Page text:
What is Genealogy Certification (and How to Get Certified)?

There are plenty of professional genealogists who have become accredited by professional genealogist organizations. The certification of genealogists means that the individual in question has some of the best research skills and knowledge available.

There are a number of bodies that deliver these credentials, with the two largest US bodies being The International Commission for the Accreditation of Professional Genealogists (ICAPGen) and the Board for Certification of Genealogists (BCG).

There's also a newer organization added to the mix - the Council for the Advancement of Forensic Genealogy (CAFG). The CAFG offers an FGC credential that many professionals are looking to acquire.

If genealogy certification is something you're looking to get, then it's worthwhile to attain. Becoming a professional genealogist takes a lot of time and money investment, so why not get accredited for your efforts?

The Importance Of Genealogical Research

Genealogical research will always be required, especially with data being so important to businesses nowadays. Being able to simply know where we came from and how we got to where we are today is something that most people are interested in finding out. However, some people choose to do the research themselves, whereas others request that service.

So why is this important?

You're part of the future of genealogy

Without your knowledge or getting information from older generations, information becomes hard to attain once people have passed. There might be crucial information that is worth recording before a family member is no longer on the earth anymore.

Those that do amateur genealogy, such as researching their own lineage, are contributing to the future generations who'll want to know where they come from and their history.

Reconnects family members that may have been lost

It's no surprise that ancestry sites have enabled the average person to find long-lost family members. Those that might have been adopted from birth or those who didn't know one of their parents or family members may wish to reconnect with those who've been estranged previously.

Helps answer questions that have remained unanswered

A lot of genealogy research can help to find out answers to questions that have to this day, remained unanswered. It may also help to unearth revelations that have been covered up or lied about in the past to protect others.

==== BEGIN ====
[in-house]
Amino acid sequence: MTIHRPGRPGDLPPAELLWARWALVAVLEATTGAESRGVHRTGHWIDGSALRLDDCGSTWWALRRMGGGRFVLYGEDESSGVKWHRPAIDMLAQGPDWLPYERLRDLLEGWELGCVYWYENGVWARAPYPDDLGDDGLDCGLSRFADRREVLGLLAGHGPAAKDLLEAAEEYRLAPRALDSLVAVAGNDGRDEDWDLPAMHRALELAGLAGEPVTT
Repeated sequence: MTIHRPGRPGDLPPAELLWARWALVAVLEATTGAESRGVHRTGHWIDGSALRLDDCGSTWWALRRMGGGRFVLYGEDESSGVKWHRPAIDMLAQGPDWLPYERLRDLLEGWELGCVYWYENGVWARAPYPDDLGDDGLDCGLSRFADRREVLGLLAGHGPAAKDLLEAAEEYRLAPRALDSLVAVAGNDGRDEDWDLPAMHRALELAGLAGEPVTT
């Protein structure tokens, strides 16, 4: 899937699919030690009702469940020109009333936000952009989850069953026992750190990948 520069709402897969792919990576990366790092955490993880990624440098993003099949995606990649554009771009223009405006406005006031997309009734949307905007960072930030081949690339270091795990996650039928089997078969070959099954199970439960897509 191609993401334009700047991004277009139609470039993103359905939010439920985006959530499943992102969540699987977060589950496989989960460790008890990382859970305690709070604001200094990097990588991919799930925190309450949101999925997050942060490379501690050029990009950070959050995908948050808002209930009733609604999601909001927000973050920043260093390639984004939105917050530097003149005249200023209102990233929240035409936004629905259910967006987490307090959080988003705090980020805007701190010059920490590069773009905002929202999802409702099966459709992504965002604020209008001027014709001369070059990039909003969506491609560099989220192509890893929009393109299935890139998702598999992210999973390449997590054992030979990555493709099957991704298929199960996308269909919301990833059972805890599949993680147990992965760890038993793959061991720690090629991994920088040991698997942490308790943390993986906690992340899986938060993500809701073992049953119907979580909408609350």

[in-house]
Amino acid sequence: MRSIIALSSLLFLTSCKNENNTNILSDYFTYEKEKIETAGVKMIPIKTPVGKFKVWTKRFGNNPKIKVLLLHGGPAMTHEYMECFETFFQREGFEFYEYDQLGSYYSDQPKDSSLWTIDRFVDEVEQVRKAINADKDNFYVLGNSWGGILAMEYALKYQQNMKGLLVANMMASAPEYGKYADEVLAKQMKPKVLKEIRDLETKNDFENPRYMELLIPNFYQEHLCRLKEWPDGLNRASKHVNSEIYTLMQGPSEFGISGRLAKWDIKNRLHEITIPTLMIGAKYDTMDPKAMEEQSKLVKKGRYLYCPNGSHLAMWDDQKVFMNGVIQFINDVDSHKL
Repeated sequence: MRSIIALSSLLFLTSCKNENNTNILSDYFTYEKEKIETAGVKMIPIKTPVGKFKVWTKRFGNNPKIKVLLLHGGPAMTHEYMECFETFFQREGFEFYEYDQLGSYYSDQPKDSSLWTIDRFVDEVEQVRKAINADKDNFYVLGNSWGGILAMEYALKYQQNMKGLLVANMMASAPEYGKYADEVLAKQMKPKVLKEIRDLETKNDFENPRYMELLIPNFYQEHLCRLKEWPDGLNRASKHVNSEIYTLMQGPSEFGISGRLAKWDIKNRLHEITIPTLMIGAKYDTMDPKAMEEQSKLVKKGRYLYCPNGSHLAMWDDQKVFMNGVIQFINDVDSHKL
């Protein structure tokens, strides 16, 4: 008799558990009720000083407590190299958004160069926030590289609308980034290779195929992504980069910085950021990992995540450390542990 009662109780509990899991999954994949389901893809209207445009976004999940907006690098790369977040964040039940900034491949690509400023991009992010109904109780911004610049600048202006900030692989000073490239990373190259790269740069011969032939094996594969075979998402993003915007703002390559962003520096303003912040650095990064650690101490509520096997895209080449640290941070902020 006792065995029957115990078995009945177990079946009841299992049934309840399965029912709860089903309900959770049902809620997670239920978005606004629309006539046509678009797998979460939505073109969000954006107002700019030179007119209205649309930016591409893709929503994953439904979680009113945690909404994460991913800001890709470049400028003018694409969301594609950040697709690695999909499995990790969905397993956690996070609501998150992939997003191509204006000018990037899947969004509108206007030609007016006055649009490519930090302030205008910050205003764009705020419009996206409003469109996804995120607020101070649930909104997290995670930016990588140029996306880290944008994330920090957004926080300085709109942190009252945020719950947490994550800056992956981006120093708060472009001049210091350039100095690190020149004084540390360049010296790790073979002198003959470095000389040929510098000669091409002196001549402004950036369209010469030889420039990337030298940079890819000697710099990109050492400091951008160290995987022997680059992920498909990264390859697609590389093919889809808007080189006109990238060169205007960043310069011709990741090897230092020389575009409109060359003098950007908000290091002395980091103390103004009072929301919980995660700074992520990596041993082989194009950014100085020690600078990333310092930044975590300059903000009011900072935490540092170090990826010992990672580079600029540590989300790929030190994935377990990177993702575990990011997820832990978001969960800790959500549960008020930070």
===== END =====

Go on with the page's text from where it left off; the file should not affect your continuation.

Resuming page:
Why Should You Get Genealogy Credentials?

Genealogy credentials can help budding genealogists validate their skills and become better researchers in general. Even if you're not looking to get paid for your services, it's a good way of helping attract more work and to gain new genealogical skills.

Being an accredited genealogist can provide the confidence you need to handle new projects and take a step up in certain areas of the field for those looking to get paid for their work.

Clients will be more trustworthy of you if you're accredited, and as such, you'll position yourself above those who don't have credentials currently. Within courts, as an accredited genealogist, you'll be considered as a qualified expert witness rather than one that could easily be dismissed.

When you're able to get a credential from the Association of Professional Genealogists, it also proves as an effective marketing tool. This is particularly important when you're selling your services as you are more likely to secure work without having to spend too much money on getting your work and name out there.

What Credentials Do Professional Genealogists Need?

So what credentials should you be going after? Within professional genealogy, there are two main bodies and one recently added on. We'll go through all three of these below, so you know how to go about applying for each one.

The International Commission for the Accreditation of Professional Genealogists (ICAPGen)

The first is the ICAPGen which is responsible for the AG credential. To begin your accreditation with this nonprofit organization, you'll need to choose from one of the 25+ testing regions. In this case, you'll pick the United States.

This allows you to be seen as a specialist within that country, and as an expert, you're able to request bigger pay packets as a result.

There are three levels to ICAPGen's testing program. Each level must achieve a pass rating of 90%, and you can retake any portion that you don't reach the benchmark of. However, it's important to be aware that each level will cost you a fee of $100, and you have three years after passing one level to pass the next.